BERLIOZ Hector (1803-1869).

Lot 207
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Estimation :
6000 - 8000 EUR
BERLIOZ Hector (1803-1869).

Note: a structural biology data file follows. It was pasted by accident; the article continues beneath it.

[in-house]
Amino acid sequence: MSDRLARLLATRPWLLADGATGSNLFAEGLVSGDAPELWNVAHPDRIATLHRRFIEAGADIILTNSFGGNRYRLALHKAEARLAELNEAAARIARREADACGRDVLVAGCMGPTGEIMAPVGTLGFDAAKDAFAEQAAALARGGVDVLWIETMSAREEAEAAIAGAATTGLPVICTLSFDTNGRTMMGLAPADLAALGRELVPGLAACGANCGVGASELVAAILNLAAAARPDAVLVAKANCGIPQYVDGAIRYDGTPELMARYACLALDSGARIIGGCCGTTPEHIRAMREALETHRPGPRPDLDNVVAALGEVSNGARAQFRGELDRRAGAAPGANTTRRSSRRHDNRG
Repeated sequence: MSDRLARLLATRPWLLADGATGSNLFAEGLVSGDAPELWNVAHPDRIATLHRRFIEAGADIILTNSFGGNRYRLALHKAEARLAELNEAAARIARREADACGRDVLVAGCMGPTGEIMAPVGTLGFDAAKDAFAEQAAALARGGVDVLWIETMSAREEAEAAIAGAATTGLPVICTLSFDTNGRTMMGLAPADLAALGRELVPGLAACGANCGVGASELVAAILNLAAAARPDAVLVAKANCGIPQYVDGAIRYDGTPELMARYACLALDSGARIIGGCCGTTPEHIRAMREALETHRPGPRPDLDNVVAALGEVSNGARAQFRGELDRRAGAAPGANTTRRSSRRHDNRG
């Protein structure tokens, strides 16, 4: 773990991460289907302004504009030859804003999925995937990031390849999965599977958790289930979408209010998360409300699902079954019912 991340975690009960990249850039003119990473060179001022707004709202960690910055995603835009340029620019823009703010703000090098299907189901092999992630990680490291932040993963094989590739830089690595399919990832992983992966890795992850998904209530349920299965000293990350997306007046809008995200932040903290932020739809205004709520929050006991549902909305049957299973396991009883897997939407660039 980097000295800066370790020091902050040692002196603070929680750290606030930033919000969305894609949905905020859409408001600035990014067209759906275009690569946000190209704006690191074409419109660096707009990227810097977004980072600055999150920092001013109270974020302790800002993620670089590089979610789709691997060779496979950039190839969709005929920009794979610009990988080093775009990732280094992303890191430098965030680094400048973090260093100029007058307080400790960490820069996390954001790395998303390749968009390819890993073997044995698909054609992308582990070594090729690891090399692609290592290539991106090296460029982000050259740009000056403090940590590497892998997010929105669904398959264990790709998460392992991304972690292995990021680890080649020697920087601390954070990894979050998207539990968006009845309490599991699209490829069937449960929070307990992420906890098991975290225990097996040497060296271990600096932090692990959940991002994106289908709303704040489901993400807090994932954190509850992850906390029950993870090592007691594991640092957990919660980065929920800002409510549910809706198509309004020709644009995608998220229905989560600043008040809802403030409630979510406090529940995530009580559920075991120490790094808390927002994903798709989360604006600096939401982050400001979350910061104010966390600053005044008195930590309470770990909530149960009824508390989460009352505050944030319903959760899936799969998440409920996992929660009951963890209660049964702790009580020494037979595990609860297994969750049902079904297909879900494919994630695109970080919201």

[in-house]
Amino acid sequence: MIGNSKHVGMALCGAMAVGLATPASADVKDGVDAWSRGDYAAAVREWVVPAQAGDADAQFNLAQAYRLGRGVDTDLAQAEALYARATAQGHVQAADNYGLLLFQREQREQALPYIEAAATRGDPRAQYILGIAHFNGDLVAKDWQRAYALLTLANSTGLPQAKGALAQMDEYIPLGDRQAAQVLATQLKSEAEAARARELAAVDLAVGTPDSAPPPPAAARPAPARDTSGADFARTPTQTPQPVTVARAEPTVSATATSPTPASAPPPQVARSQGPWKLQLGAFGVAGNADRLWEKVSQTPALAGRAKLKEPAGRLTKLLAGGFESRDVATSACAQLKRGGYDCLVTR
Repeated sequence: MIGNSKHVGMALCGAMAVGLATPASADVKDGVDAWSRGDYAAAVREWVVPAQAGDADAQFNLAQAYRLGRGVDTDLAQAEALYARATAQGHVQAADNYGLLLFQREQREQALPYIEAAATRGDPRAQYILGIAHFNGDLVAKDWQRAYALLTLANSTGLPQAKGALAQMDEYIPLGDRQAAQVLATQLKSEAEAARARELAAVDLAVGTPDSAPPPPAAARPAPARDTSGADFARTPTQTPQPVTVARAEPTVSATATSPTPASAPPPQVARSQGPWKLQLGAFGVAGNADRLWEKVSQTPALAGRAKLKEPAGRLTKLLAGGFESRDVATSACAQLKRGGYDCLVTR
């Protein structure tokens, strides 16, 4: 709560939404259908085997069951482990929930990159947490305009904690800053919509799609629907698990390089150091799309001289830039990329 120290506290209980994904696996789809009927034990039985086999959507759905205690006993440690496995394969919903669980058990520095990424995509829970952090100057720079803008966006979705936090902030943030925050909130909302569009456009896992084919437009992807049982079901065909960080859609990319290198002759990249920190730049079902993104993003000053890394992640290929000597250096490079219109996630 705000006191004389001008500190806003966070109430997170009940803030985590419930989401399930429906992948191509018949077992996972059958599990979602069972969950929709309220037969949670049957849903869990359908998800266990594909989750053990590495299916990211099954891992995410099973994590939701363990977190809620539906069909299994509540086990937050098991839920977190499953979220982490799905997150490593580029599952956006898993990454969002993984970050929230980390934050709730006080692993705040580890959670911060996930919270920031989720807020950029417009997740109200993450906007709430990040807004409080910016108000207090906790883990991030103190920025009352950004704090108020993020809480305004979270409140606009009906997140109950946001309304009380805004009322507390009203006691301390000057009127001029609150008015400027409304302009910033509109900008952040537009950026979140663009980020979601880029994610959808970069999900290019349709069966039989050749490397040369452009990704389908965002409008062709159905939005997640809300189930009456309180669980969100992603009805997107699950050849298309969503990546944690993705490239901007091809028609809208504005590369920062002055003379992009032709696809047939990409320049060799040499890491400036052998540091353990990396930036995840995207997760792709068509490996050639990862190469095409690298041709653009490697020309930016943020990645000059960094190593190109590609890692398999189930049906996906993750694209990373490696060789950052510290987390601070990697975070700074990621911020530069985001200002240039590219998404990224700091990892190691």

L.A.S. "Hector Berlioz" (minute), [La Côte Saint-André mid-July 1824], to Jean-François LESUEUR; 2 pages in-fol. with numerous erasures and corrections. Beautiful draft from the young Berlioz to his teacher Lesueur, expressing his admiration and gratitude, and talking about his early works. [The composer Jean-François LESUEUR (1760-1837) was, as Berlioz states at the head of his draft, a "member of the Institut", "Superintendent of the King's Chapel" and a teacher at the Conservatoire. In early 1823 Berlioz had been admitted as a private student of Lesueur, against the advice of his mother, who was opposed to his musical vocation. Berlioz returned to his native town for the summer holidays in 1824, and had to go back to Paris on 25 July in secret, where he was to compose his Messe solennelle, which was premiered at Saint-Roch on 25 July 1825. In addition to this Messe he mentions in this letter his (lost) oratorio Le Passage de la Mer Rouge, which are among his earliest compositions]. "For a long time I had been tormented by the desire to write to you and I did not dare to do so, held back by a multitude of considerations which now seem to me all more ridiculous than the others; I was afraid of bothering you with my letters, and that the desire to send you some, did not seem to you to have its source in the self-love which a young man must naturally feel, in corresponding with one of those famous and rare men who astonish their compatriots as much as they honour their country by their Genius and their knowledge. But I said to myself: this rare man to whom I am burning to write will perhaps find my letters less troublesome, if the art on which he spreads so much brilliance is the subject. This great musician has kindly allowed me to follow his lessons, and if ever [the pupils were in a way the children of their master] the excessive patience and kindness of a master, the gratitude and (I dare say) the filial love of his pupils have earned him the title of Father over them, I am one of his children. I was received by my family as I expected, that is to say with great eagerness; I did not have to endure any of those unfortunate and useless remonstrances from my mother, which only upset us both; however, as a precaution, my father recommended that I never speak of music in front of her. On the contrary, I discuss it with him very often. I told him about the curious discoveries you were kind enough to show me in your work on ancient music; I could not persuade him that the ancients knew harmony; he was full of the ideas of Rousseau and other writers who have given credence to the opposite opinion; But when I quoted to him the Latin passage, which I believe is by Pliny the Elder, in which there are details on the manner of accompanying voices and on the ease with which the orchestra can portray passions by means of rhythms different from those of the voice, he fell to his knees and admitted to me that there was nothing to reply to such an explanation. However, he told me, I would like to have the work in my hands to be convinced. I have not yet done anything since I came here. At first I was not in control of my time; during the first few weeks the visits I had to receive and the visits I had to make, in a small town where everyone knows each other, took up almost all my time; Then, when I wanted to attend the Mass I told you about, I was so cold, so frozen when I read the Creed and the Kirie, that I was convinced that I could never do anything bearable in such a state of mind, so I gave it up. I have begun to rework the oratorio of the Passage of the Red Sea which I showed you seven or eight months ago and which I now find terribly muddled in some places. I hope to be able to have it performed at St Roch on my return, which I believe will take place before the first days of August. Until I have the pleasure of seeing you again, Sir, my father has asked me to be the interpreter of his feelings to you and to show you all his gratitude for the care you have lavished on me; you have no doubt, Sir, that I am deeply moved by this myself, please accept my assurance of this with my respectful greetings. Your devoted servant and pupil... Provenance: Auguste Chapot collection, then Alfred Dupont. (I, 11-12..1956, n° 18). Correspondance générale, tome I, n° 26.
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